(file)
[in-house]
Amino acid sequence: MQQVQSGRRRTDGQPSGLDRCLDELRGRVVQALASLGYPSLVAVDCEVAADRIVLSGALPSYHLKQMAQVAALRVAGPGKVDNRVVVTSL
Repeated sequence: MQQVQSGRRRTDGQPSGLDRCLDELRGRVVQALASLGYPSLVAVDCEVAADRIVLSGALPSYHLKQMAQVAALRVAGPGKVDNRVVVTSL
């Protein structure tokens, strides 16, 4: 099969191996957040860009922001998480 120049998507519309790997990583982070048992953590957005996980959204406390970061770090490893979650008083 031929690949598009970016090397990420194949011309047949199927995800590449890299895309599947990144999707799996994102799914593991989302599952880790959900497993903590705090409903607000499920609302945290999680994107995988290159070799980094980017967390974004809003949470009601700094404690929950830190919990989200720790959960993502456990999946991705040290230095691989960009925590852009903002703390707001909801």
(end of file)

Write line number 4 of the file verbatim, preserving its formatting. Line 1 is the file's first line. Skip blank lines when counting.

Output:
């Protein structure tokens, strides 16, 4: 099969191996957040860009922001998480 120049998507519309790997990583982070048992953590957005996980959204406390970061770090490893979650008083 031929690949598009970016090397990420194949011309047949199927995800590449890299895309599947990144999707799996994102799914593991989302599952880790959900497993903590705090409903607000499920609302945290999680994107995988290159070799980094980017967390974004809003949470009601700094404690929950830190919990989200720790959960993502456990999946991705040290230095691989960009925590852009903002703390707001909801």